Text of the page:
The Government of Bahrain, however, repeatedly refuses to implement recommendations made by independent, United Nations treaty bodies, which access compliance with legally binding human rights treaties and recommendations made by the UN’s Special Procedures. It has refused to engage substantively with human rights organisations, including Salam for Democracy and Human Rights, in relation to its human rights record. For example, in July 2020, its Ombudsman Office for the Ministry of Interior refused to respond to concerns expressed in an open letter from SALAM DHR and others over the administration of justice in 12 death penalty cases.

In line with the principles of respect, protect and remedy, we urge the UN, OECD and ILO to call on the Government of Bahrain to:

  • Release all prisoners of conscience and political prisoners, including opposition leaders, unfairly tried and convicted, where there is no prospect for fair retrial, such as Abdulhadi al-Khawaja, and rescind unfair convictions on those, such as Nabeel Rajab, now out of prison under Alternative Punishment provisions;
  • End torture and ill treatment in Bahrain, including withholding medical care, such as in relation to Hassan Mushaima and/or Dr Abduljalil al-Singace or those in need of care in relation to COVID-19;
  • End restrictions on freedom of expression and association by rescinding the ban on political groups such as al-Wefaq and Wa’ad and by amending the Penal and Press Code to bring them in line with international standards; 
  • Provide independence to Bahrain’s Lawyers’ Association and facilitate it joining the International Bar Association; and
  • Provide redress  to those who have faced arbitrary arrest, ill treatment and arbitrary deprivation of their citizenship. 

These, amongst other measures, must be taken in order to show that the Government of Bahrain respects human rights and, above all, inherent human dignity, notably of those who have suffered.

Salam for Democracy and Human Rights welcomes F1’s Statement of Commitment to Respect for Human Rights. F1’s management must understand that its decision to hold events in Bahrain has, in relation to point (2) of its statement, an impact on the human rights situation in Bahrain. It sportwashes long standing and ongoing violations, documented for decades by the United Nations, Amnesty International, Human Rights Watch and other, often Bahrain-focused organisations.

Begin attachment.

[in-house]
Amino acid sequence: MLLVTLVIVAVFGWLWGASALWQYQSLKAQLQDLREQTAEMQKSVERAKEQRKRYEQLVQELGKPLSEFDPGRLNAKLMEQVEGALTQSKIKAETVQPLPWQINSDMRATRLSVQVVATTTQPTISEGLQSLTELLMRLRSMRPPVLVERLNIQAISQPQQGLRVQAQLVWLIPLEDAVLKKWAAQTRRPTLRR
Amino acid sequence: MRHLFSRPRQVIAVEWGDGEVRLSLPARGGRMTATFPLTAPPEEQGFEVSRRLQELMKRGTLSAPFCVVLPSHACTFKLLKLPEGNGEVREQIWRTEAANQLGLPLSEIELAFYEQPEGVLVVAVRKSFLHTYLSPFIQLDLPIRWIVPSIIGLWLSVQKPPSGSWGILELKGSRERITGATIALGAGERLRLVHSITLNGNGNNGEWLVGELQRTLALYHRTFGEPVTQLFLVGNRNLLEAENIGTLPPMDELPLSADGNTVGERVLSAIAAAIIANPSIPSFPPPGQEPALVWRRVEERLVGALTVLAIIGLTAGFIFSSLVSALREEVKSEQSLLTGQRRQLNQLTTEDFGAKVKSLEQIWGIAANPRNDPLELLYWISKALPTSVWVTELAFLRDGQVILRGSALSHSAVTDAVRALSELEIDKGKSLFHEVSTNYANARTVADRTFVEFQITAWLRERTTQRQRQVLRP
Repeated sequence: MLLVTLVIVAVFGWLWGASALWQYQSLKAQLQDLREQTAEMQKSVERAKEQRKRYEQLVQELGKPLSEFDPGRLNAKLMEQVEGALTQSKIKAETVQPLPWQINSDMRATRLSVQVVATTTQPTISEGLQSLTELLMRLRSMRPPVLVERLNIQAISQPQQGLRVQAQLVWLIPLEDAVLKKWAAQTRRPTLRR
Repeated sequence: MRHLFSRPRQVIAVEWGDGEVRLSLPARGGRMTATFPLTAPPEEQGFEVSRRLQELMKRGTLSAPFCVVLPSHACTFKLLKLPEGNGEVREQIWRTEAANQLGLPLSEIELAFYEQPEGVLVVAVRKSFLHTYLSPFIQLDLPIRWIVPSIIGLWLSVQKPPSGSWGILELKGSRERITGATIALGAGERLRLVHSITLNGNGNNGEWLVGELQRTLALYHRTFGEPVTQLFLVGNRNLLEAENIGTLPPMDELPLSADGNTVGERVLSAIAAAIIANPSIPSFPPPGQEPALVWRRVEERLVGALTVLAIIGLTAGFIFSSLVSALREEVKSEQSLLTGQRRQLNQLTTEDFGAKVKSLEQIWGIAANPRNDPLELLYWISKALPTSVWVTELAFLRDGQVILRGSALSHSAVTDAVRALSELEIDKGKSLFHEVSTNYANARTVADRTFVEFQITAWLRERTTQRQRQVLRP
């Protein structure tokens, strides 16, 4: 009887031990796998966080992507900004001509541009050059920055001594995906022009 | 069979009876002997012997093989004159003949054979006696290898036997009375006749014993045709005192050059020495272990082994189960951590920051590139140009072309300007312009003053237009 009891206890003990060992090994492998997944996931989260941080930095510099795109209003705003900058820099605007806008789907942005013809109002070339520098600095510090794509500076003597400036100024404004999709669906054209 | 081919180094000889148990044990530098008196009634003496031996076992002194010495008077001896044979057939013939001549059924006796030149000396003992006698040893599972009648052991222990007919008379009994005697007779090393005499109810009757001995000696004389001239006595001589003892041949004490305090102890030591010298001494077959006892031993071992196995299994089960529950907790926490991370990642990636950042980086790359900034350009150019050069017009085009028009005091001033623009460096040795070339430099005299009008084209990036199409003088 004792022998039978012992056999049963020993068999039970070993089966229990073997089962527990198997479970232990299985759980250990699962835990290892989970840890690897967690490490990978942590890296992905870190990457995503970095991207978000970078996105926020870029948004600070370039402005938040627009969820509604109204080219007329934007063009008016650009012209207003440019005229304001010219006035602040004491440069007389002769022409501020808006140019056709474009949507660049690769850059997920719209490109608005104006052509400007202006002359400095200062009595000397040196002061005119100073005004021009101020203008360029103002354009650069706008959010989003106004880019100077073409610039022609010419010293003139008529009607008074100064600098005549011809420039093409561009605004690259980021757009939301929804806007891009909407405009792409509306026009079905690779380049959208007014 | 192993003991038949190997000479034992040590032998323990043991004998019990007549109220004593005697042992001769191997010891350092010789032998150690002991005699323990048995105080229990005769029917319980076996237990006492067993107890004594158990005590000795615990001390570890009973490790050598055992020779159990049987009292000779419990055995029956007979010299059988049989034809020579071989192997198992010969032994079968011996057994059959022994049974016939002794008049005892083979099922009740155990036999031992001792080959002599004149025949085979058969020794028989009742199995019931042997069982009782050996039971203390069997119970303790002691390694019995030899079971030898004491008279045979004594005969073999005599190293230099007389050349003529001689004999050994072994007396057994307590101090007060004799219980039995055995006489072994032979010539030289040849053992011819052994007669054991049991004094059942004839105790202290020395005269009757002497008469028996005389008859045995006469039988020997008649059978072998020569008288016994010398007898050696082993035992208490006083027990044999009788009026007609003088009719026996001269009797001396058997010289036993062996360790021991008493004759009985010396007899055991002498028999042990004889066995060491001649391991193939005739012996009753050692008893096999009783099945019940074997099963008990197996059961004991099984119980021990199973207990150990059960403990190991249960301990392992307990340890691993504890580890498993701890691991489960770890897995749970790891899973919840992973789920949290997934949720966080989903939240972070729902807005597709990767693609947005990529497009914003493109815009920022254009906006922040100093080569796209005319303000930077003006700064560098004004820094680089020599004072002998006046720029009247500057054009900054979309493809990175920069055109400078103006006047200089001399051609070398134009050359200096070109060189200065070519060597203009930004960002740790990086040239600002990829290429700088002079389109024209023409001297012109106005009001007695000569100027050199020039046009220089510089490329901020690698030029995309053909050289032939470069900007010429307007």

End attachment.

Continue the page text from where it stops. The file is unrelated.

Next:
In keeping with (2c) of F1’s commitment, to “consider practical responses to any issues raised […]”, we call on you to acknowledge the points raised above and commit to raising them with the GoB. In relation to (2d), we urge you to convene, virtually, a formal, joint consultation with human rights groups working on or in Bahrain, including government bodies whose mandate includes human rights.

If such measures cannot be implemented, the UN, OECD and ILO should call on the GoB and F1 to temporarily suspend holding events in the country until they can be carried out. 


For more information:

Jawad Fairooz (English, Arabic) +447449926577 (UK)

Abbas Taleb (French, Arabic, English) +31617679486 (France)

Drewery Dyke (English, French) +447800989221 (UK)


 These include Americans for the Defence of Human Rights in Bahrain (ADHRB), Bahrain Institute for Rights and Democracy (BIRD) and the Gulf Centre for Human Rights (GCHR) as well as the Bahrain-based Bahrain Center for Human Rights, whose operations are limited due to government pressure.